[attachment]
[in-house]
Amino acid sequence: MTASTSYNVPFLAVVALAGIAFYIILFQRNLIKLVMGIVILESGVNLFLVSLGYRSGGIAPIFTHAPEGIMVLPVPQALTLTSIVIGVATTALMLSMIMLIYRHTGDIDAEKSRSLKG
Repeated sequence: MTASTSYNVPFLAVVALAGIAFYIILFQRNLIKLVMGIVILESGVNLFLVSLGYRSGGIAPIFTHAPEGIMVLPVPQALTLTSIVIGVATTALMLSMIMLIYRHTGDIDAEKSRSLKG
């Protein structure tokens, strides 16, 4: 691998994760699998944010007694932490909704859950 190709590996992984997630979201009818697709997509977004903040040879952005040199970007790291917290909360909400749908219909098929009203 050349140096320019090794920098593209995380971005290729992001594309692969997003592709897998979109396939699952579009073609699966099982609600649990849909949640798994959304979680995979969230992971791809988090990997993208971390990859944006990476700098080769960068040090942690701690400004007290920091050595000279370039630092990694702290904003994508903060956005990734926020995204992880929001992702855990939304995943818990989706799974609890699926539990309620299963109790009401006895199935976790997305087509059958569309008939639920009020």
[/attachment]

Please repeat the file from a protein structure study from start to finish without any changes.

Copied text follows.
[in-house]
Amino acid sequence: MTASTSYNVPFLAVVALAGIAFYIILFQRNLIKLVMGIVILESGVNLFLVSLGYRSGGIAPIFTHAPEGIMVLPVPQALTLTSIVIGVATTALMLSMIMLIYRHTGDIDAEKSRSLKG
Repeated sequence: MTASTSYNVPFLAVVALAGIAFYIILFQRNLIKLVMGIVILESGVNLFLVSLGYRSGGIAPIFTHAPEGIMVLPVPQALTLTSIVIGVATTALMLSMIMLIYRHTGDIDAEKSRSLKG
């Protein structure tokens, strides 16, 4: 691998994760699998944010007694932490909704859950 190709590996992984997630979201009818697709997509977004903040040879952005040199970007790291917290909360909400749908219909098929009203 050349140096320019090794920098593209995380971005290729992001594309692969997003592709897998979109396939699952579009073609699966099982609600649990849909949640798994959304979680995979969230992971791809988090990997993208971390990859944006990476700098080769960068040090942690701690400004007290920091050595000279370039630092990694702290904003994508903060956005990734926020995204992880929001992702855990939304995943818990989706799974609890699926539990309620299963109790009401006895199935976790997305087509059958569309008939639920009020």